VA Loans, Income Verification and Frequent Job Changes
In recent posts we’ve discussed the rules for VA home loans where income verification is concerned. Self-employed, freelance, and recently discharged veterans are all able to be considered for VA home loans even when their income may not necessarily conform to the traditional model of employment and steady income. Each situation is examined on a case-by-case basis, with the lender given a certain amount of leeway to interpret the income and employment information available.
But how does the lender process a VA loan application for someone who has had frequent job changes? The VA rules state that a record of frequent job changes and short-term income require additional review. The lender must analyze the reasons for the frequent changes in employment. For example, if a borrower works as a freelancer under short-term contracts for a company that shows a record of consistently or seasonally hiring the applicant, a lender may recognize that as an ongoing relationship and accept the income as verifiable.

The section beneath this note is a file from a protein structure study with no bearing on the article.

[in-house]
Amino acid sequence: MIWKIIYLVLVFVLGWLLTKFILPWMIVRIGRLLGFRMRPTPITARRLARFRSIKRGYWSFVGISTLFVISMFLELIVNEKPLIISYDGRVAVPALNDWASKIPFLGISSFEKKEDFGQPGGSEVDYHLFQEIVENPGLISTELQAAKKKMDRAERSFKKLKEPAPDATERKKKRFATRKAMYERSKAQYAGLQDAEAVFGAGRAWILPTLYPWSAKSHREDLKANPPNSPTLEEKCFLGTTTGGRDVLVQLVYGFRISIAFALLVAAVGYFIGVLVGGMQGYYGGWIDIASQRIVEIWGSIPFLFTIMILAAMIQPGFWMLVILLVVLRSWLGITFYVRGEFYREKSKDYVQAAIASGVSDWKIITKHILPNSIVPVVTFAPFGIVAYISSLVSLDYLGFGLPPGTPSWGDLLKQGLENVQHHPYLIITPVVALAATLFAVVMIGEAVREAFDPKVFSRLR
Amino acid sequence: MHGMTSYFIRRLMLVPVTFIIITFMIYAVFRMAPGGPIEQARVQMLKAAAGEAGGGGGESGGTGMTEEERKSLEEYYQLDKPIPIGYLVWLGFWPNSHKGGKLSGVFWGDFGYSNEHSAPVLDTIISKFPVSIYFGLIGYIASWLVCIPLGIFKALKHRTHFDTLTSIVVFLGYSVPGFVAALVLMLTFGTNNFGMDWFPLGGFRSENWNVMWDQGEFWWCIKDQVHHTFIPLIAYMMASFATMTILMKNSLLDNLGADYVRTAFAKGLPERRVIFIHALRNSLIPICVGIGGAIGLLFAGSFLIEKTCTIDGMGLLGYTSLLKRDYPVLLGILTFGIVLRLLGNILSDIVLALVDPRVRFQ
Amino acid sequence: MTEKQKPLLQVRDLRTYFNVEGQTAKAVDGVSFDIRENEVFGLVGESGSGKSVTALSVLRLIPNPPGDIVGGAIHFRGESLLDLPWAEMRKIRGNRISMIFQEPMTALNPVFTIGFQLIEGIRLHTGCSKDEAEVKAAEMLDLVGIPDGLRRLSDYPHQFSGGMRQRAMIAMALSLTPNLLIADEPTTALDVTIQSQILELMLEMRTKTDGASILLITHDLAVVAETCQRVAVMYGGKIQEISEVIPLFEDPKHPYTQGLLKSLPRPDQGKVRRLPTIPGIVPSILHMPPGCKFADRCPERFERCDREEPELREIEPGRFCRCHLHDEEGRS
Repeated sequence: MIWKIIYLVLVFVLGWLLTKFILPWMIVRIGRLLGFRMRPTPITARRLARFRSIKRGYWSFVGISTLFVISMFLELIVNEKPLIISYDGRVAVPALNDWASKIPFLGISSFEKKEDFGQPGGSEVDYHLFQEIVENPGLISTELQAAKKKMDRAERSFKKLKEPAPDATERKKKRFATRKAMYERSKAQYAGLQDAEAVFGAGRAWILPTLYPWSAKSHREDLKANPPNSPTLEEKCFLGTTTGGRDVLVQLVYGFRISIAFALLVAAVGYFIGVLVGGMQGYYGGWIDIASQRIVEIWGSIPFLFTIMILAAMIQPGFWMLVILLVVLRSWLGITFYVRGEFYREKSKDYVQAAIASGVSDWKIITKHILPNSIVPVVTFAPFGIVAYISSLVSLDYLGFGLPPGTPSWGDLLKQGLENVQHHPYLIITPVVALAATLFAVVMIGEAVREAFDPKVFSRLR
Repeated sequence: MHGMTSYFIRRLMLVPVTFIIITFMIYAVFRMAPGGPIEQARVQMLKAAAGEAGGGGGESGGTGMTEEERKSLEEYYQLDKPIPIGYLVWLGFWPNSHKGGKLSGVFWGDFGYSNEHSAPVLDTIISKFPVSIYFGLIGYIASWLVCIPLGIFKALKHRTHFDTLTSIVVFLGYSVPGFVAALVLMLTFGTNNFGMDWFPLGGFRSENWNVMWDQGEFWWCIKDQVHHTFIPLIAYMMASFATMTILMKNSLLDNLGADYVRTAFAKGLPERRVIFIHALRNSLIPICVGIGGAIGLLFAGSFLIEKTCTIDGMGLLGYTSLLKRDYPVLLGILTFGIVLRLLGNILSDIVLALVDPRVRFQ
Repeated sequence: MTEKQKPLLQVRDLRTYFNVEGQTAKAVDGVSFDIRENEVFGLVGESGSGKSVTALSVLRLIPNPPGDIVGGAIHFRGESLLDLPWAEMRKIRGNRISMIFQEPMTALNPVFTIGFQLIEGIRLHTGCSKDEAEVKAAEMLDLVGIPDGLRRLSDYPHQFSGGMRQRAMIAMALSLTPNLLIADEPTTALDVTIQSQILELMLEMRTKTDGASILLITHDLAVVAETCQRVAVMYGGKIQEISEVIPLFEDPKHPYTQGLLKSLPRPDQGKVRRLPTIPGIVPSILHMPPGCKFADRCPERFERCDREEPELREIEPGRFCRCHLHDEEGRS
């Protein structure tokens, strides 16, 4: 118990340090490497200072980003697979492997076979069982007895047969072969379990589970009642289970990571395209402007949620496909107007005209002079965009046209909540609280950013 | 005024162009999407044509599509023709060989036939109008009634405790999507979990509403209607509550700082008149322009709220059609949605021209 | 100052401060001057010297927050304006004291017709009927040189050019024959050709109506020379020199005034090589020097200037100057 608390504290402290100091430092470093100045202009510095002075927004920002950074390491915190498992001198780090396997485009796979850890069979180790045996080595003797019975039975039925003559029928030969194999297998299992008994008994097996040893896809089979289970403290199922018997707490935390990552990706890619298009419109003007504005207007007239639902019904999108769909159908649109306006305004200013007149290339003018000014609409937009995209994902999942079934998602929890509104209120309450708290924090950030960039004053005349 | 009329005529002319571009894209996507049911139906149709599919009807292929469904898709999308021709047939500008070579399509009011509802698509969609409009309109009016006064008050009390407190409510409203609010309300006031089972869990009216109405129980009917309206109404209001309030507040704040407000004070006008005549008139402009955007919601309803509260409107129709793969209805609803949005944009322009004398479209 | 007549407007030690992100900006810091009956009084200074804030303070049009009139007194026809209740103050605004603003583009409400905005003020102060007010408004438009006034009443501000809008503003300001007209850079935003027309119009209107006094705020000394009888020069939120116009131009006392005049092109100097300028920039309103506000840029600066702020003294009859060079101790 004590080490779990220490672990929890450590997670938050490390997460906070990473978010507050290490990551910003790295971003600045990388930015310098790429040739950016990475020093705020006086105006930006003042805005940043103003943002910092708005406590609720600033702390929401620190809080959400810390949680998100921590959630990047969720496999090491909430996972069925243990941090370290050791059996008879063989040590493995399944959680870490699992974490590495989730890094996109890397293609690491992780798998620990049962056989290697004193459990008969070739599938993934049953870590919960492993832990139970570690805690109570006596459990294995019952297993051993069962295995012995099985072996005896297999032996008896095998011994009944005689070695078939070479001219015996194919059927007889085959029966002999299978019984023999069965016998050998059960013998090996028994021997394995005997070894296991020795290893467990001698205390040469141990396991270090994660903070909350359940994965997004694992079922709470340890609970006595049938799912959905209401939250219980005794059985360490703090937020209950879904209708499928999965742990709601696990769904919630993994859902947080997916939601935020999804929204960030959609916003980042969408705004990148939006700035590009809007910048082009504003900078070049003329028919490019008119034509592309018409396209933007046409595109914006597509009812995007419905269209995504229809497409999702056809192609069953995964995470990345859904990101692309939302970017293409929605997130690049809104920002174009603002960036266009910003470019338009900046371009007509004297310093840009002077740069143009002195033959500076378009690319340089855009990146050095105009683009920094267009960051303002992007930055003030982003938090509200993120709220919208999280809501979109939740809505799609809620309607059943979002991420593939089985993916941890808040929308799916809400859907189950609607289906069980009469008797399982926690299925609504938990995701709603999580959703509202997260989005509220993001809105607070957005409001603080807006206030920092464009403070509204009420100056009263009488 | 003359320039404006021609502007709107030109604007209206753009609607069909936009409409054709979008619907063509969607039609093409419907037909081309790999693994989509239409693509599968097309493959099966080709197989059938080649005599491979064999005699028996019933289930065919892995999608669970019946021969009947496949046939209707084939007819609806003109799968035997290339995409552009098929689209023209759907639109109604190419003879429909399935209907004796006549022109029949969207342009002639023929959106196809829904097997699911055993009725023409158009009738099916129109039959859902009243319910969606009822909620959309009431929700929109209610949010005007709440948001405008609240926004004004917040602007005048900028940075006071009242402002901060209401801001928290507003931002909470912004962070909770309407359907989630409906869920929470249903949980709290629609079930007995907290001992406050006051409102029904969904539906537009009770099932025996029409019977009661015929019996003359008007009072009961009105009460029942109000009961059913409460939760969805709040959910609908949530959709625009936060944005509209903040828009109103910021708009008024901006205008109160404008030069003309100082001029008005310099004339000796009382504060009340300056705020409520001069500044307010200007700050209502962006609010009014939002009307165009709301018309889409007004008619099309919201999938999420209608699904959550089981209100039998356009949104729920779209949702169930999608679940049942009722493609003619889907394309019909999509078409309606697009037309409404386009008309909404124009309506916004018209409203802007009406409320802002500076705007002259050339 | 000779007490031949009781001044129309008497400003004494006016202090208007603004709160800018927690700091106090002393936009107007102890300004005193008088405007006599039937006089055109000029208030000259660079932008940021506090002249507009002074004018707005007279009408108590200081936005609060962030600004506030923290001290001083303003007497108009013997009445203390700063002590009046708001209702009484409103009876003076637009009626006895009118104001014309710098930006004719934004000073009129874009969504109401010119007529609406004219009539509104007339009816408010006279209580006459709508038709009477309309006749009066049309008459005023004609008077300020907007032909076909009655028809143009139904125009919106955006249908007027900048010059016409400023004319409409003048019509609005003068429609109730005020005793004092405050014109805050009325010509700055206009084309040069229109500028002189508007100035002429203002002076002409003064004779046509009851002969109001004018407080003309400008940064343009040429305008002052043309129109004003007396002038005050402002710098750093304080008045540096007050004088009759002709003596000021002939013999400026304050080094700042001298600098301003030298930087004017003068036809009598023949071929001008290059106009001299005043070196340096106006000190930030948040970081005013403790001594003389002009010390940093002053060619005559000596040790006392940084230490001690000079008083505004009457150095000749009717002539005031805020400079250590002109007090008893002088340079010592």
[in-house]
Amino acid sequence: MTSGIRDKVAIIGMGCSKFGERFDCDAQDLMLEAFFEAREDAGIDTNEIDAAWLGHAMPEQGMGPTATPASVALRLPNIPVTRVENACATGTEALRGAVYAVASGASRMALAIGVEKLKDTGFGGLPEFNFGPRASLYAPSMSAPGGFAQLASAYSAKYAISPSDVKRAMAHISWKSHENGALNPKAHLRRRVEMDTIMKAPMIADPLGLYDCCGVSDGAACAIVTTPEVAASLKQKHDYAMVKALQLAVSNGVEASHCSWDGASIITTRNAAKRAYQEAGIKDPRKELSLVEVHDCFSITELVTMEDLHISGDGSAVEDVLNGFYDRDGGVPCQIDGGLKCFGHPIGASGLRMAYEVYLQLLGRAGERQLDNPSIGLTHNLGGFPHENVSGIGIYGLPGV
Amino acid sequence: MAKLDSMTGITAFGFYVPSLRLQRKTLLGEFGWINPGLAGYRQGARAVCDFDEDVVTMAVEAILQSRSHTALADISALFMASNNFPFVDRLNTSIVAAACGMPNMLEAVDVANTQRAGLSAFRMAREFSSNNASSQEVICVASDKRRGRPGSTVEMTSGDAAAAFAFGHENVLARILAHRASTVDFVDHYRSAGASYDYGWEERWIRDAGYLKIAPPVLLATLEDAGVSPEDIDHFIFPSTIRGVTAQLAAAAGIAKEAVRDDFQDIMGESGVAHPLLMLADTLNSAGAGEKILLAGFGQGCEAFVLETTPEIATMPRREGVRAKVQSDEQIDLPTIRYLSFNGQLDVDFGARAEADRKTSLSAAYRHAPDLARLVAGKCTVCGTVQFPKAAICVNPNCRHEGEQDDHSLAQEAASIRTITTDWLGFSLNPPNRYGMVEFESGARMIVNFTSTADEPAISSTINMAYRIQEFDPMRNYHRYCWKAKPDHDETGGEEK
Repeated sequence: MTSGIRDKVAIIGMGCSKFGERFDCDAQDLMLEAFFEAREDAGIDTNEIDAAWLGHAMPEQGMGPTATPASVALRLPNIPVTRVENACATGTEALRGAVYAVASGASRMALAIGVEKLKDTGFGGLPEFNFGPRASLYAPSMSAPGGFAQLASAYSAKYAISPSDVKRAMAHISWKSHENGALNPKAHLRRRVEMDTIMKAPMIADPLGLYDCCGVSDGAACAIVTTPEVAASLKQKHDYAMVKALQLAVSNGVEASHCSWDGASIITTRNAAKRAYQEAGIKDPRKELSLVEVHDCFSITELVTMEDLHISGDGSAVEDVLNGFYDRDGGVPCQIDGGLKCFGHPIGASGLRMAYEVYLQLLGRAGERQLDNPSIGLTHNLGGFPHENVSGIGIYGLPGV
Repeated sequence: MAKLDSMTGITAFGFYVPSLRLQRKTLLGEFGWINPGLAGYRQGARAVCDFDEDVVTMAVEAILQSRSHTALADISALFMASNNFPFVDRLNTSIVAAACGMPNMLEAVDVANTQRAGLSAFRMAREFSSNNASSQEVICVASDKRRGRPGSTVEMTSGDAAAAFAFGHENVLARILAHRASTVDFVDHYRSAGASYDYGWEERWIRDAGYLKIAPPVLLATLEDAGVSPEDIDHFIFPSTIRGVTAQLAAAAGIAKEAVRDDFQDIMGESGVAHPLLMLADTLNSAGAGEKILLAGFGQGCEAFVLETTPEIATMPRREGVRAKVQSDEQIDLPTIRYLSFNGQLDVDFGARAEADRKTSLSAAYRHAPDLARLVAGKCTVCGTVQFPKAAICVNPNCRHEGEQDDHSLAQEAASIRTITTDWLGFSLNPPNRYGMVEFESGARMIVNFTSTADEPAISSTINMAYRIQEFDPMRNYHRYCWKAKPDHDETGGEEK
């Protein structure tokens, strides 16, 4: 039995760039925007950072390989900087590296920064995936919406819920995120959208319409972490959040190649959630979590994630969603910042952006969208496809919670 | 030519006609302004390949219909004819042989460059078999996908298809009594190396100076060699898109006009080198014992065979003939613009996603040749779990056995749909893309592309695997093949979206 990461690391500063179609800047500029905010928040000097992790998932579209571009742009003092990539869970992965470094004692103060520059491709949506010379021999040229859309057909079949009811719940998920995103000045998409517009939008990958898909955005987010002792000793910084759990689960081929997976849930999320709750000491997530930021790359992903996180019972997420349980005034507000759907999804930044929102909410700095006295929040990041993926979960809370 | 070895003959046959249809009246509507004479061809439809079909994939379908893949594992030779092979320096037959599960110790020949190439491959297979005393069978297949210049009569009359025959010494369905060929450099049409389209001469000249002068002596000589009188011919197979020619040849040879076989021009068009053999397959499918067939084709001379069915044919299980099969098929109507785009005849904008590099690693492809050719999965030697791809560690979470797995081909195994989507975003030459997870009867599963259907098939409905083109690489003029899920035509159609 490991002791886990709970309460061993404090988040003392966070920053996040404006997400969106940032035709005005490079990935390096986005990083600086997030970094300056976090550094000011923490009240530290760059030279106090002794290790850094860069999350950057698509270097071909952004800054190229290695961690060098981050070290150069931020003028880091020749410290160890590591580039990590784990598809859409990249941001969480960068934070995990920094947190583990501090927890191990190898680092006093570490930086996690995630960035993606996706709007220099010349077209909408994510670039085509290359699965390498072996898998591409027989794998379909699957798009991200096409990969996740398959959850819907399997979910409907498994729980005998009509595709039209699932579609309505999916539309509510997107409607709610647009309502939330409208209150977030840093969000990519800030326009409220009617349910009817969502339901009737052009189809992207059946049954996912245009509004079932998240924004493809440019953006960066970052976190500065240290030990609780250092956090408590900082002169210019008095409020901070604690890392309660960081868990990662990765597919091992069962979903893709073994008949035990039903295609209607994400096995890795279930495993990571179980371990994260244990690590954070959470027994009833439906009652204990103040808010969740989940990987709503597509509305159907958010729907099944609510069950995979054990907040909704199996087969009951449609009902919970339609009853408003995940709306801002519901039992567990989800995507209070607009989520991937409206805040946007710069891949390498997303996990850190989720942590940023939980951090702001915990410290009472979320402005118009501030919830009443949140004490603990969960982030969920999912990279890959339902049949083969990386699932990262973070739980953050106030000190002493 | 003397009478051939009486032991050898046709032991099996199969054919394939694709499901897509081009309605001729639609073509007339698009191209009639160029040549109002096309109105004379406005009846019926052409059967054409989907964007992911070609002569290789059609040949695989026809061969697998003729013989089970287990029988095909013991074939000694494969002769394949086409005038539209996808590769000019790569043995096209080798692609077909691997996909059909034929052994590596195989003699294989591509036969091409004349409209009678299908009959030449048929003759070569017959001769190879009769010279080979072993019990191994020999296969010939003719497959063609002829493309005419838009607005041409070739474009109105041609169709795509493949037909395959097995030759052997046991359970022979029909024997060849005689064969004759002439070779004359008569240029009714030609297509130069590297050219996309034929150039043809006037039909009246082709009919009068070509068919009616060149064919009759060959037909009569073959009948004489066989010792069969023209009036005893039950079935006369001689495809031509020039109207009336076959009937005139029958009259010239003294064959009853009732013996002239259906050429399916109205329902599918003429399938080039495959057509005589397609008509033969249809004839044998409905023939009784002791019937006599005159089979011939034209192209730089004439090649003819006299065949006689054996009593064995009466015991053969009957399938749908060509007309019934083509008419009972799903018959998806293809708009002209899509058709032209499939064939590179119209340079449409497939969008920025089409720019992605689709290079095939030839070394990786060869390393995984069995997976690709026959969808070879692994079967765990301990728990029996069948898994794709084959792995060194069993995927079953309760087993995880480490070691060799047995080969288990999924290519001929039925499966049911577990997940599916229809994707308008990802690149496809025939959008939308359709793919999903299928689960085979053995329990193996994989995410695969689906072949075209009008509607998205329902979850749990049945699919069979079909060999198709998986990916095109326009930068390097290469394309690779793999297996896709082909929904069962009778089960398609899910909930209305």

But a borrower who simply works at a job for a short period of time, then moves on has a different type of issue–one the VA may not look favorably upon based on this quote from the VA Lender’s Handbook; “Favorable consideration may not be possible for changes…with no apparent betterment to the applicant, and from one line of work to another.”
Compare that to the instructions to lenders about another type of job change; “…give favorable consideration to changes for the purpose of career advancement in the same or related field.”
It’s clear that the VA is more concerned with the reasons behind the job change than the fact that an applicant has changed jobs a few times. Borrowers are required to show habits of consistent on-time bill payments and debt management; the same is also true for those with unconventional, freelance or other non-traditional jobs.
The VA is more interested in the reliability and dependability of an applicant–job activity that shows a habit of upward mobility and responsibility are viewed favorably. Frequent job changes with no real reason or benefit reflect poorly on the applicant.